The company, Top Holdings Ltd, received the rent by virtue of the management agreement, and this was Ms Cabo;s case and her husband’s evidence.

Therefore s.263(3)(b) applied and Ms Cabo was a person managing the Property, and an RRO could be made against her.

On issue 3) – the FTT had erred in finding that the Company could not be a landlord because it did not have an interest in the property. The FTT had not been referred to Bruton v London & Quadrant (2000) 1 AC 406, which established that point. Top Holdings Ltd had indeed granted the tenancies “although it tried to disguise the effect of the agreement by increasingly elaborate denials that a tenancy was being created.”

However, that did not necessarily avail Ms Cabo. Ms Cabo argued that if Top Holdings Ltd was the landlord, an RRO could not be made against her as property owner, as per Rakusen v Jepson, because she was not the direct landlord.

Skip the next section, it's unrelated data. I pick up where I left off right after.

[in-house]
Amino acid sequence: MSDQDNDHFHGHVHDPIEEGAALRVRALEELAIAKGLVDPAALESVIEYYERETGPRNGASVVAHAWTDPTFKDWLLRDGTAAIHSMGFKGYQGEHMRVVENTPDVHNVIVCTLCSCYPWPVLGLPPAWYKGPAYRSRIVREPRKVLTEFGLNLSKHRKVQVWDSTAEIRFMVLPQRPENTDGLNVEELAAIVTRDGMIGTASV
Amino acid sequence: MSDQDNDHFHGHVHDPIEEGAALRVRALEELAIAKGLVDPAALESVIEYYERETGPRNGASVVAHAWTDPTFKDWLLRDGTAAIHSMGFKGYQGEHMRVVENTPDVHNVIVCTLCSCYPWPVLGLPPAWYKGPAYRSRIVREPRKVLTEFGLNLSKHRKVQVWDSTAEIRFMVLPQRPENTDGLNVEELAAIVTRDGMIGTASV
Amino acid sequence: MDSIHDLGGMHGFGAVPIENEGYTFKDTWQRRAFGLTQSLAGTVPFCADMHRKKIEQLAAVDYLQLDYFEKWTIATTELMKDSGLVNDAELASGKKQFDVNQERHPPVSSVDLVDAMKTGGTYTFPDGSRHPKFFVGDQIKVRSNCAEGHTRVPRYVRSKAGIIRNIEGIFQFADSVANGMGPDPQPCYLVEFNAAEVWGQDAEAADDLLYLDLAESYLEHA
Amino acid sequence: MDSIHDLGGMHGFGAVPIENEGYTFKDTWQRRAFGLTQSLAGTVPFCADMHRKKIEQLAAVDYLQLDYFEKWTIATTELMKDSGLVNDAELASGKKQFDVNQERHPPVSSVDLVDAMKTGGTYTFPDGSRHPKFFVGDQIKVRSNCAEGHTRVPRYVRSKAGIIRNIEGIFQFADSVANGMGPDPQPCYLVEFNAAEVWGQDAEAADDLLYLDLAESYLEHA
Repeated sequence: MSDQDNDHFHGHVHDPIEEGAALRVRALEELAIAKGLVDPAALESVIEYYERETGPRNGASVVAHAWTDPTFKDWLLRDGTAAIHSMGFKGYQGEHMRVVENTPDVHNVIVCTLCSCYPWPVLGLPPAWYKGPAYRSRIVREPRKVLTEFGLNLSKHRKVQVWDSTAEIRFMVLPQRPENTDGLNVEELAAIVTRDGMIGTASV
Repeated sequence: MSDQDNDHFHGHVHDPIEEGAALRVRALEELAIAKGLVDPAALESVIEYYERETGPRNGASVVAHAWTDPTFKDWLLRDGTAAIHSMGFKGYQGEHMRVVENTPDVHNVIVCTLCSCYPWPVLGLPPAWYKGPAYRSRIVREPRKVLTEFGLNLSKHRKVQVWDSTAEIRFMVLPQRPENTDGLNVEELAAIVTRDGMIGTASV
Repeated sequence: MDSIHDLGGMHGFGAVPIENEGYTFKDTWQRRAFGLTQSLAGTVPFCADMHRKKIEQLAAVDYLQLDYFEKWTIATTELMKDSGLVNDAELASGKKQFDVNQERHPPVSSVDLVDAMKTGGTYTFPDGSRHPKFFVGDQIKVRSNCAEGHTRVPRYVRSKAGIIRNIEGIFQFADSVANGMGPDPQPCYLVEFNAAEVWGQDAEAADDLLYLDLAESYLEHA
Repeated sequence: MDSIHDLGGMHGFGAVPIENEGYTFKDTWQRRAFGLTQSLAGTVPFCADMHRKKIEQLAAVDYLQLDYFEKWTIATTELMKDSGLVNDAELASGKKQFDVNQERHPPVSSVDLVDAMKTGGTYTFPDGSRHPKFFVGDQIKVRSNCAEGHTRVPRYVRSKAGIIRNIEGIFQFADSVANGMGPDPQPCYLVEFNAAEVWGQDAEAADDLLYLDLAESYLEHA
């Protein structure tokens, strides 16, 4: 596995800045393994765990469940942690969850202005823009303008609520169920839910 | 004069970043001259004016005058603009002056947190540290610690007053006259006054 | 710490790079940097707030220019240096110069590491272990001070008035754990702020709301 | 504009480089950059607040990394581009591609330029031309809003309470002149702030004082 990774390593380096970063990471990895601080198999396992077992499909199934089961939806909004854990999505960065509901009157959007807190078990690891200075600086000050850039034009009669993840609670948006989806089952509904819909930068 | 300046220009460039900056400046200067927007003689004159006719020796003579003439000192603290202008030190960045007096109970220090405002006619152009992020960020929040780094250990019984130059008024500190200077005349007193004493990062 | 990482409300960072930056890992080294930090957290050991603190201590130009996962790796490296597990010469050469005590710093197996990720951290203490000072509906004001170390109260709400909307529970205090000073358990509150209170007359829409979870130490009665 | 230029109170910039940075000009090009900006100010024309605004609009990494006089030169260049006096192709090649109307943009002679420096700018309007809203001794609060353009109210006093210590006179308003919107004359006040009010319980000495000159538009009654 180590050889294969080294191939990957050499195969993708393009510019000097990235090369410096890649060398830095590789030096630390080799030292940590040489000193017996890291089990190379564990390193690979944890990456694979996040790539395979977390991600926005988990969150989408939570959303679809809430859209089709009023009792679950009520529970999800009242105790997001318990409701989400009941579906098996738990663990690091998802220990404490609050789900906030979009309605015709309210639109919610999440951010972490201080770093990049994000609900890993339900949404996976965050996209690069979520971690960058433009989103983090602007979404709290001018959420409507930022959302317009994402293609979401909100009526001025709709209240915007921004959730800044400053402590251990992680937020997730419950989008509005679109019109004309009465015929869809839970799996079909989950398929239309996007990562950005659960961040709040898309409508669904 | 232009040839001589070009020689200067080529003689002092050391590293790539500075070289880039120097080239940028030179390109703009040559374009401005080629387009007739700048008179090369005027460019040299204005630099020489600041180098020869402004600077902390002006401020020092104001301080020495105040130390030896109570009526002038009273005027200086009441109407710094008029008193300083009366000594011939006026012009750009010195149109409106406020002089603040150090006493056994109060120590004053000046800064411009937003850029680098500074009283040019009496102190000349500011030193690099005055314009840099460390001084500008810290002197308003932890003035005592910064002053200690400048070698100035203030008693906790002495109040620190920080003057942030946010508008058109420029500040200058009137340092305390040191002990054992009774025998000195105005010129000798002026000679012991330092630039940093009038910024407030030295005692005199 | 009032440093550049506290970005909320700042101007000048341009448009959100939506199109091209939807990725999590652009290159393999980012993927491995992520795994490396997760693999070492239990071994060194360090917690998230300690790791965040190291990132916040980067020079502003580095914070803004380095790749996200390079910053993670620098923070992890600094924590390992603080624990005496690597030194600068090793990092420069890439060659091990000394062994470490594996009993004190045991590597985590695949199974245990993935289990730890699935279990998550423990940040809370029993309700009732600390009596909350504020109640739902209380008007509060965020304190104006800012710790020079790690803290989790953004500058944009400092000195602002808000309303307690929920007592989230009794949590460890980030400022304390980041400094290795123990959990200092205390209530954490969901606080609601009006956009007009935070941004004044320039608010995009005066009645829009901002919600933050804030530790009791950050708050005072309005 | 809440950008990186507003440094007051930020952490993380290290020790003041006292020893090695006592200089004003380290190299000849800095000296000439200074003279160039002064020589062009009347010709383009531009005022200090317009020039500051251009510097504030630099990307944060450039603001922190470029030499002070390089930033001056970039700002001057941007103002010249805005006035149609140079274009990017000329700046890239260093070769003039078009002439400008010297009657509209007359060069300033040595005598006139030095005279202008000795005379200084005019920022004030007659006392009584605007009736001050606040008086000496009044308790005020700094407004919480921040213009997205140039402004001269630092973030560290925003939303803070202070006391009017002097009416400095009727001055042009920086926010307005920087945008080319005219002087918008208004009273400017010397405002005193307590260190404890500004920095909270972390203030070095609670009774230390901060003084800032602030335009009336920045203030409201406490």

The UT demurred, The question was whether the FTT was entitled to make an RRO against Ms Cabo, not whether it should have made one against Top Holdings Ltd. The FTT had found that Ms Cabo was the landlord because Top Holdings Ltd had a contract for the management of the property for her.

The UT considered this relationship.

72. The relationship between Top Holdings and Ms Cabo was that of agent and principal. An agent is a person engaged to do any act for another or to represent another in dealings with third parties. The person for whom such acts are done is known as the principal. The essence of the relationship is that the agent is given power, within prescribed limits, to affect the principal’s legal relations with third parties. The relationship of agent and principal is usually created by a written contract and the responsibilities of the agent are defined by the contract. But the relationship may be defined partly in writing and partly by oral agreement or by conduct.